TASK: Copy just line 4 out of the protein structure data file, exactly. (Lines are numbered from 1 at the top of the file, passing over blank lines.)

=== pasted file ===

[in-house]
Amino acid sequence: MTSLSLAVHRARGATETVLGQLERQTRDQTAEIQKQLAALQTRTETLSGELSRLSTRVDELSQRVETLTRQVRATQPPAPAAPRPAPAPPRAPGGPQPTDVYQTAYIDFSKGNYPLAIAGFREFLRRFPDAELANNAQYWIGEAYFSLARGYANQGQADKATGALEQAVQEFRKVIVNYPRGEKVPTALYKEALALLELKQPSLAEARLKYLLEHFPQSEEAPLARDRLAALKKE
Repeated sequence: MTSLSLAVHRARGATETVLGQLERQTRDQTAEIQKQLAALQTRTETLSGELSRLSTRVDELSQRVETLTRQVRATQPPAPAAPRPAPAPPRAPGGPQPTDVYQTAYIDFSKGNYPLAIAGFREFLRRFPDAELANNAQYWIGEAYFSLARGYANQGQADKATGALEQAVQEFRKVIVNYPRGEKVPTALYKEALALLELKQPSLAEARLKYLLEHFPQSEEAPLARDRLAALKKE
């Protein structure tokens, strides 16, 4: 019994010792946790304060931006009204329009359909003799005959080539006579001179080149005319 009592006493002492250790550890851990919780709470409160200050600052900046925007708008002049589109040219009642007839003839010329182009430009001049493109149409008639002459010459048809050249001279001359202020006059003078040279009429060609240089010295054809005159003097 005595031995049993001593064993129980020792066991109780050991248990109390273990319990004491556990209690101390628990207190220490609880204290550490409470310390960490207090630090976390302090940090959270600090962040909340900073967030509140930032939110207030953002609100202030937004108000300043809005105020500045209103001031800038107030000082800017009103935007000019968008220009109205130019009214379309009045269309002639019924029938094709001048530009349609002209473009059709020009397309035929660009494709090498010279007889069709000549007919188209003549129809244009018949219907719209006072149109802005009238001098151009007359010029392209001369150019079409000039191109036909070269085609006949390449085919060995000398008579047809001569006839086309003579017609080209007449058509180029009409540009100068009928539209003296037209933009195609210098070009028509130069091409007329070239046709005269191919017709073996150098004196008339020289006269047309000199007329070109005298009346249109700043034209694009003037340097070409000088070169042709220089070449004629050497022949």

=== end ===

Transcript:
């Protein structure tokens, strides 16, 4: 019994010792946790304060931006009204329009359909003799005959080539006579001179080149005319 009592006493002492250790550890851990919780709470409160200050600052900046925007708008002049589109040219009642007839003839010329182009430009001049493109149409008639002459010459048809050249001279001359202020006059003078040279009429060609240089010295054809005159003097 005595031995049993001593064993129980020792066991109780050991248990109390273990319990004491556990209690101390628990207190220490609880204290550490409470310390960490207090630090976390302090940090959270600090962040909340900073967030509140930032939110207030953002609100202030937004108000300043809005105020500045209103001031800038107030000082800017009103935007000019968008220009109205130019009214379309009045269309002639019924029938094709001048530009349609002209473009059709020009397309035929660009494709090498010279007889069709000549007919188209003549129809244009018949219907719209006072149109802005009238001098151009007359010029392209001369150019079409000039191109036909070269085609006949390449085919060995000398008579047809001569006839086309003579017609080209007449058509180029009409540009100068009928539209003296037209933009195609210098070009028509130069091409007329070239046709005269191919017709073996150098004196008339020289006269047309000199007329070109005298009346249109700043034209694009003037340097070409000088070169042709220089070449004629050497022949």